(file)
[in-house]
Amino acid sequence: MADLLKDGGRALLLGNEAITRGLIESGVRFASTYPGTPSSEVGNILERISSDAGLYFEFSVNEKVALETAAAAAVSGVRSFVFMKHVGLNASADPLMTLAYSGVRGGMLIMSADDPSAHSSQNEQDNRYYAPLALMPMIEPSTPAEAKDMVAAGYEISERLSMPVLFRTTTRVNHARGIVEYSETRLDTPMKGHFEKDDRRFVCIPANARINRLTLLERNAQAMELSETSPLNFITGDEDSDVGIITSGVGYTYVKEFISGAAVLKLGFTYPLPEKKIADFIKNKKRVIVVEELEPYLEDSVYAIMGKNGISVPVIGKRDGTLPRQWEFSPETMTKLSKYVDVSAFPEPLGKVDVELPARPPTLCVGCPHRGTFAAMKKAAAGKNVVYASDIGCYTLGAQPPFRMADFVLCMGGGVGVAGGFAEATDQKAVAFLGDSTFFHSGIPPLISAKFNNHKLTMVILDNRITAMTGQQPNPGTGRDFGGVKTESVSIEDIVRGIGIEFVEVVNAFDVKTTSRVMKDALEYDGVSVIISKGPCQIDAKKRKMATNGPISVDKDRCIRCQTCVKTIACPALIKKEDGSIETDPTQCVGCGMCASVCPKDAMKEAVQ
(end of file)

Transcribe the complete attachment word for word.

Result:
[in-house]
Amino acid sequence: MADLLKDGGRALLLGNEAITRGLIESGVRFASTYPGTPSSEVGNILERISSDAGLYFEFSVNEKVALETAAAAAVSGVRSFVFMKHVGLNASADPLMTLAYSGVRGGMLIMSADDPSAHSSQNEQDNRYYAPLALMPMIEPSTPAEAKDMVAAGYEISERLSMPVLFRTTTRVNHARGIVEYSETRLDTPMKGHFEKDDRRFVCIPANARINRLTLLERNAQAMELSETSPLNFITGDEDSDVGIITSGVGYTYVKEFISGAAVLKLGFTYPLPEKKIADFIKNKKRVIVVEELEPYLEDSVYAIMGKNGISVPVIGKRDGTLPRQWEFSPETMTKLSKYVDVSAFPEPLGKVDVELPARPPTLCVGCPHRGTFAAMKKAAAGKNVVYASDIGCYTLGAQPPFRMADFVLCMGGGVGVAGGFAEATDQKAVAFLGDSTFFHSGIPPLISAKFNNHKLTMVILDNRITAMTGQQPNPGTGRDFGGVKTESVSIEDIVRGIGIEFVEVVNAFDVKTTSRVMKDALEYDGVSVIISKGPCQIDAKKRKMATNGPISVDKDRCIRCQTCVKTIACPALIKKEDGSIETDPTQCVGCGMCASVCPKDAMKEAVQ